There are about 100 cat cafés in Japan with about 70 in the Tokyo area, apparently. They are a Japanese invention. They create a homely, warm atmosphere. Some people visit them just to be with, look at and photograph the cats. Apparently there is an hourly charge to be in the café - ¥1,000 an hour, or about $12.
|Neka Jalala cat café - photo: Nuno Cardosa (Flickr)|
These cafés are obviously designed to be exceptionally homey in character. There are magazines and sofas and...well you get the idea. The humble domestic cat adds a vital live element to this cosy atmosphere - catmosphere.
So why do I proclaim that this new phenomenon should be imported into the United States? I guess, when you think about, the answer is obvious. To save the lives of cats that would otherwise be killed at so called shelters.
There are hundreds of thousands of wonderfully socialised and friendly domestic cats who would be perfect as an employee of a cat café but which are routinely euthanised (actually plain killed) at shelters. In fact come to think about it why can't a shelter open a cat café? That is a poor idea if the shelter is miles from passing traffic - meaning people walking by - but if the shelter is in an urbanised area why can't they show a bit of imagination and open a little cat café? Not only would it put cats to good use that would otherwise be deliberately killed, it would attract attention, pull in some revenue and allow visitors to the café to select a cat for re-homing. Neat, maybe too neat to be viable but it sounds OK on paper.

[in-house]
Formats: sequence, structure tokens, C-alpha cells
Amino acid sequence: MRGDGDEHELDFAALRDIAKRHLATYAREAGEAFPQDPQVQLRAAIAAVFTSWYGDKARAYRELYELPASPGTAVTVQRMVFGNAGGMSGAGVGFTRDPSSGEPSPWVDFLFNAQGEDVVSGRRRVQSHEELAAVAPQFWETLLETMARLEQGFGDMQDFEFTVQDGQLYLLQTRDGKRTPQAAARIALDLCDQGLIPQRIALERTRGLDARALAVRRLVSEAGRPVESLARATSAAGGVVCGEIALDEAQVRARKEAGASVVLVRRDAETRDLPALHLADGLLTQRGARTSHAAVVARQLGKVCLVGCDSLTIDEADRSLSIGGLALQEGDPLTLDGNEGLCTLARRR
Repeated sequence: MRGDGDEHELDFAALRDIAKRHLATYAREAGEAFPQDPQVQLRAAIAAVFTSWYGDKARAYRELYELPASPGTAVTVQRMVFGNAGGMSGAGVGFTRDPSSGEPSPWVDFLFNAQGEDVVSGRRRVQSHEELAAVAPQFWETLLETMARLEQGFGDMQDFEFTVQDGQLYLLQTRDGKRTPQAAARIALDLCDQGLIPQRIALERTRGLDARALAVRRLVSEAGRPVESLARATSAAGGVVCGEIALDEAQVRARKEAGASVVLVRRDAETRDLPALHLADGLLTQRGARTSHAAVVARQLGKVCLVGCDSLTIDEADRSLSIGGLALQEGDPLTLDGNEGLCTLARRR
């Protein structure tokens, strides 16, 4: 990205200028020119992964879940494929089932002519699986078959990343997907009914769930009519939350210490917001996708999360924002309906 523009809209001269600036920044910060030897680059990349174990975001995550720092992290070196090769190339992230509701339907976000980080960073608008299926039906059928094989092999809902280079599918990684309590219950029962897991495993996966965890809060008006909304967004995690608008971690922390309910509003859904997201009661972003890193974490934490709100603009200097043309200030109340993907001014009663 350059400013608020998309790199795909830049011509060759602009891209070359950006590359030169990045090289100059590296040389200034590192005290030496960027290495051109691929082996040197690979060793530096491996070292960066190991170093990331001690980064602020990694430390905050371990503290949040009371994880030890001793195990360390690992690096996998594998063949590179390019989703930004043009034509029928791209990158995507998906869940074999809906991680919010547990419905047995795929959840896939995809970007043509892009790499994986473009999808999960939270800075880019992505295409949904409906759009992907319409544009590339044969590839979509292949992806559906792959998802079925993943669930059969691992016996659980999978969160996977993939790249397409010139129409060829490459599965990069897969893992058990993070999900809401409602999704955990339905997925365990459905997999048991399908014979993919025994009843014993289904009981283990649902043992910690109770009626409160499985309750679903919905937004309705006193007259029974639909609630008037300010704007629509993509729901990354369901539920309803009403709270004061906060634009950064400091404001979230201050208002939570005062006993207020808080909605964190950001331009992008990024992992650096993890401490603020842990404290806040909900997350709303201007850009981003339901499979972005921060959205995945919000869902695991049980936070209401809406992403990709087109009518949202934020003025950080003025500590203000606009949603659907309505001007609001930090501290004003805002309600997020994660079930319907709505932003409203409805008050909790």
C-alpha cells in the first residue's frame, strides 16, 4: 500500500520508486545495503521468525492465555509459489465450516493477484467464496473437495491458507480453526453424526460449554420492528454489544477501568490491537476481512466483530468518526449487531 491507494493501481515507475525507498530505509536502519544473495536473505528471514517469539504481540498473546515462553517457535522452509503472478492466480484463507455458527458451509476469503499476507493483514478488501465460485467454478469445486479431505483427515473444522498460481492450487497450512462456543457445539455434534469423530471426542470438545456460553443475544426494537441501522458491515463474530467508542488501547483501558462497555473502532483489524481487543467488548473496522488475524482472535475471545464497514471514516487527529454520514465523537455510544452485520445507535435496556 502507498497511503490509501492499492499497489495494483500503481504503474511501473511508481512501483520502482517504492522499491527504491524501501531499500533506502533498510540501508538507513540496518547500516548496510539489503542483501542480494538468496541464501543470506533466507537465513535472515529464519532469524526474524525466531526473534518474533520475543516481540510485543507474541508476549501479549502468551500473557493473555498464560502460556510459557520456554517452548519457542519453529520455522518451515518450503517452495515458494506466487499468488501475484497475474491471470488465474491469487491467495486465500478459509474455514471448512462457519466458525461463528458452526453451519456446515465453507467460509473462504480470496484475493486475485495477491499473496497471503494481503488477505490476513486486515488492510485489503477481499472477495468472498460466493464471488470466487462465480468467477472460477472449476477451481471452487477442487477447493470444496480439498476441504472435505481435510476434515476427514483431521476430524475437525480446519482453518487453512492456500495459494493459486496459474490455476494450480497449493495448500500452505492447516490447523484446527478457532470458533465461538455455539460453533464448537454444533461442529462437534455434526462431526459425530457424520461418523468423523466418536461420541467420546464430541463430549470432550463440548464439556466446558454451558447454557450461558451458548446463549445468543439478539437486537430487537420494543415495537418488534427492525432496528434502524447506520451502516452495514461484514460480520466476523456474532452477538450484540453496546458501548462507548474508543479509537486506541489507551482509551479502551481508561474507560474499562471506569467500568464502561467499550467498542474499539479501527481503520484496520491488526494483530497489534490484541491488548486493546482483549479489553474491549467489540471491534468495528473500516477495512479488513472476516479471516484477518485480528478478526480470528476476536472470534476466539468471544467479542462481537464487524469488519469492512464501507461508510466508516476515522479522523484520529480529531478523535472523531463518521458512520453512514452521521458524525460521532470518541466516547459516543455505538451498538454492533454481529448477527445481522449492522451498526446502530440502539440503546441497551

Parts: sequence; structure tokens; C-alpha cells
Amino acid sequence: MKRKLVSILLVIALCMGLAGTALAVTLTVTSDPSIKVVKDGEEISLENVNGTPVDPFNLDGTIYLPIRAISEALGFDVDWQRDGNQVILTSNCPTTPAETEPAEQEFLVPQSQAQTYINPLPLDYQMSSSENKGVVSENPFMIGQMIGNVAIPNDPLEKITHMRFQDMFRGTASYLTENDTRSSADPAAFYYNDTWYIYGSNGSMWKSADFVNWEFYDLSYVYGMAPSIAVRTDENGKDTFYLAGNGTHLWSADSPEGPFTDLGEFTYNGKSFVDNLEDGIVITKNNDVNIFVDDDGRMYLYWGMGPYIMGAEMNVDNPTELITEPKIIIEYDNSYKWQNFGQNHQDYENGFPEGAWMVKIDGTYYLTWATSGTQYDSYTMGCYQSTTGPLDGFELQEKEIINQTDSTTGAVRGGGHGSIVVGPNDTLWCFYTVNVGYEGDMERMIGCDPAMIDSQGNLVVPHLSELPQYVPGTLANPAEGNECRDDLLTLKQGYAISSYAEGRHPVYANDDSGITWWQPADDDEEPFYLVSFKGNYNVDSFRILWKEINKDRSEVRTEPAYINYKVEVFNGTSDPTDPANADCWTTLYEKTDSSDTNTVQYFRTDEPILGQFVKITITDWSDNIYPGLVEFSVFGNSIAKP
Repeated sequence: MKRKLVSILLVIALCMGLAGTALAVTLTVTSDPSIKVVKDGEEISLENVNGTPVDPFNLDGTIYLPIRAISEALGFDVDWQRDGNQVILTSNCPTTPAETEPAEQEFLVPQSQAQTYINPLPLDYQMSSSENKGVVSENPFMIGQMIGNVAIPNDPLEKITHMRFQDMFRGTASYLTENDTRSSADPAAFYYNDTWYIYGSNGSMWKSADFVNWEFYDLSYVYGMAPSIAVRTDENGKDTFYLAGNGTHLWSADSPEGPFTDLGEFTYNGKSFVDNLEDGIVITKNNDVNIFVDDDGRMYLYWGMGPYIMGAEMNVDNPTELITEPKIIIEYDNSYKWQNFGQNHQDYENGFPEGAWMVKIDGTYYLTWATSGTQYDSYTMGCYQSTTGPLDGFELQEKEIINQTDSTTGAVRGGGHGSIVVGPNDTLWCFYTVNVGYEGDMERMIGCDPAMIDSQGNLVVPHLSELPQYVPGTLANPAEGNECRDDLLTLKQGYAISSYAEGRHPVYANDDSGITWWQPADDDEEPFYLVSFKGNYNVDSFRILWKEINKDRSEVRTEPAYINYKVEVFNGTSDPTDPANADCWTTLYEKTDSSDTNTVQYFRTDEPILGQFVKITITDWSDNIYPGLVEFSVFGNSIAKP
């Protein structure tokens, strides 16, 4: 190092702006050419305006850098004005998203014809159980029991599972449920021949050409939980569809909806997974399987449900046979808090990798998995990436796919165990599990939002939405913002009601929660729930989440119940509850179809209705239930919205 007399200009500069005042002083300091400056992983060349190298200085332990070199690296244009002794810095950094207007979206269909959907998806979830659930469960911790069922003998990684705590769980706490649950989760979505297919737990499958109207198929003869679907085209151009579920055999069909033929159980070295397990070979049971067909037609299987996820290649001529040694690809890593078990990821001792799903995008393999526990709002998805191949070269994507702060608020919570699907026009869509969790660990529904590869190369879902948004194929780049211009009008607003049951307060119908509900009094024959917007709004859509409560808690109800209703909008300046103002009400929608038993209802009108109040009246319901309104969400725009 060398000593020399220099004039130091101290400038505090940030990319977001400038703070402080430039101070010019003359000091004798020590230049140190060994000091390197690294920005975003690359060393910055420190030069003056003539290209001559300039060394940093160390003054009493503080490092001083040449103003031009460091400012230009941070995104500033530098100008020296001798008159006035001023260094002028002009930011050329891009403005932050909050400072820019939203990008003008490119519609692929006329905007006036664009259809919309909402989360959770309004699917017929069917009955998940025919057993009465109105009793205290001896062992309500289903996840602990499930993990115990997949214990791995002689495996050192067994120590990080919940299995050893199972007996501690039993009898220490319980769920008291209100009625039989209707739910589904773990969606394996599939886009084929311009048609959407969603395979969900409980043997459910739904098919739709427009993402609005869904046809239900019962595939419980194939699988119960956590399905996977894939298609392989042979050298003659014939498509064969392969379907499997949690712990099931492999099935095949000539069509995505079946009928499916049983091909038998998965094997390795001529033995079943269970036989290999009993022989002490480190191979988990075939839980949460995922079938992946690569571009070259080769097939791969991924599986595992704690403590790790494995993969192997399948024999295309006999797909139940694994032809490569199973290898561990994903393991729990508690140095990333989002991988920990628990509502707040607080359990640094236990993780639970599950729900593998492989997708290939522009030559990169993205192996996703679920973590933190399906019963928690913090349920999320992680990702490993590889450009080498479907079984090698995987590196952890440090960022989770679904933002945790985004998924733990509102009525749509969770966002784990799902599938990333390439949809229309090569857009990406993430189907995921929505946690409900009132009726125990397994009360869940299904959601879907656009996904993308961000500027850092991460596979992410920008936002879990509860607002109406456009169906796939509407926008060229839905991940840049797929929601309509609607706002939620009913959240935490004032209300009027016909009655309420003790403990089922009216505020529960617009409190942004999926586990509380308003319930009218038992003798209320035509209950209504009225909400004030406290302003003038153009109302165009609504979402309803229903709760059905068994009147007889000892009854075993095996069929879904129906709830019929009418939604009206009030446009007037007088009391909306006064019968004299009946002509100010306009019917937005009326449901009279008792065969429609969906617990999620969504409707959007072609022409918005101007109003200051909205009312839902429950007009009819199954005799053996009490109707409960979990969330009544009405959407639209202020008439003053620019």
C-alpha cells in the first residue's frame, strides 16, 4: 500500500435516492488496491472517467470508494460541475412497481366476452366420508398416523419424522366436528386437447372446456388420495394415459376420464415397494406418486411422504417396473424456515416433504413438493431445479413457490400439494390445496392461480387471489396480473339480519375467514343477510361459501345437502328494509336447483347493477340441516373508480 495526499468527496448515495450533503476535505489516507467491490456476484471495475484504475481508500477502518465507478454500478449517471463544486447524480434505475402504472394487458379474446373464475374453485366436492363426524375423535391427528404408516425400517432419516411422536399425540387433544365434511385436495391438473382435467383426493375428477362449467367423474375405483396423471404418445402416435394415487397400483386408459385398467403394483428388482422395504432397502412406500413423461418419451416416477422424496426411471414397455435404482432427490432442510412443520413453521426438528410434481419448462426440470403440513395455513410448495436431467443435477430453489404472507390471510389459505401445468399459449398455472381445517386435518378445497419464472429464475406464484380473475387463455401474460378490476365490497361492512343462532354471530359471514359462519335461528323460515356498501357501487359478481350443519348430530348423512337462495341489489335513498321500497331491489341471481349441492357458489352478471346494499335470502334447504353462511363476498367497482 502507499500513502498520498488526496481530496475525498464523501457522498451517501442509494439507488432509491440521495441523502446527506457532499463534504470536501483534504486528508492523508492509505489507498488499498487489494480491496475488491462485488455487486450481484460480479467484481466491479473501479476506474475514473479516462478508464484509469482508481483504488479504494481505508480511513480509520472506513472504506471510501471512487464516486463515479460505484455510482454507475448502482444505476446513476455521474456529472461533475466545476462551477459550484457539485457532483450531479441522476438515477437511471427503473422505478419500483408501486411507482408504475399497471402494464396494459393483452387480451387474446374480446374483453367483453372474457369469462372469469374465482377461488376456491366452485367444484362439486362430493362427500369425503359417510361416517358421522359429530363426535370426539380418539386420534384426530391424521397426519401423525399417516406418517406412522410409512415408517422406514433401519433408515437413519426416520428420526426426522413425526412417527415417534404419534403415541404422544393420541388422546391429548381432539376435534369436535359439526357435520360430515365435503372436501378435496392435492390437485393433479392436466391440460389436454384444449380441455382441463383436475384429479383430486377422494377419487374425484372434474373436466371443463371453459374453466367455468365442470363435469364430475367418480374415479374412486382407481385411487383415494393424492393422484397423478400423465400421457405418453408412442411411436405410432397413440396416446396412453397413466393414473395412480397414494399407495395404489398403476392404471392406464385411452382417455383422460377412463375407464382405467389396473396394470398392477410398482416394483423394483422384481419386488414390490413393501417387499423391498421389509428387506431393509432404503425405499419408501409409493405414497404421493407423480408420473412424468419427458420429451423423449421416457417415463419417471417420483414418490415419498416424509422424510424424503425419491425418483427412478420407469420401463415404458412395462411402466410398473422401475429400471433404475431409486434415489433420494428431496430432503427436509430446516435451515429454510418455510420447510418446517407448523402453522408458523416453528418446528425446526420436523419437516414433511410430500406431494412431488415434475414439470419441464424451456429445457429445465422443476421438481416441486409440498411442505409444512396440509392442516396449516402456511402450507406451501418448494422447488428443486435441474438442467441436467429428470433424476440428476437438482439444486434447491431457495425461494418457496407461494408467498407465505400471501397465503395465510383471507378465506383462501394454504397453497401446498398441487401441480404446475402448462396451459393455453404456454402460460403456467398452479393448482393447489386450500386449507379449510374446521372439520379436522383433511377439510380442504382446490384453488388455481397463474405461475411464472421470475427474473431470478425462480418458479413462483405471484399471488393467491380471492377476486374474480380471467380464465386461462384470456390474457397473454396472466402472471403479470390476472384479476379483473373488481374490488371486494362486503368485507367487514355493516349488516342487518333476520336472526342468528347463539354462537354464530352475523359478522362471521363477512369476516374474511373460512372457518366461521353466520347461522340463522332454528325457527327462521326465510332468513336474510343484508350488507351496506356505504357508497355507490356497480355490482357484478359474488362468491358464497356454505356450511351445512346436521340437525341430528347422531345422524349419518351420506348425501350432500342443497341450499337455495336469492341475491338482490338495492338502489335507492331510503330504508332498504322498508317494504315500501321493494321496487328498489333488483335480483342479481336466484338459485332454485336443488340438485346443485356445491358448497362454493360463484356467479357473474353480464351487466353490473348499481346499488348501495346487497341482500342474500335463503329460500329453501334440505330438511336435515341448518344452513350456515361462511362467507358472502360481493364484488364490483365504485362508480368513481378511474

However, I was thinking more commercially than that. I was thinking about an entrepreneur opening a trial cat café and then a chain if the trail worked. They could link up with shelters to allow for a nice supply of finely balanced cats suitable for the role.
There is no reason why even a fully commercialized cat café cannot allow the re-homing of some of its cats to customers. A café is a perfect meeting place for people. Why can't it be a meeting place between cats and people with a view to re-homing?
It would be one small, and I know it is a small step, towards stopping the horrible mass slaughter of millions, yes millions of domestic can feral cats in the United States every year.
Shelters need to be more imaginative in how to save lives. I am sure that there are numerous examples of lateral and imaginative thinking that would lead to solutions to stop the mass slaughter. It is just putting two of God's creatures together, human and cat. The people are out there.
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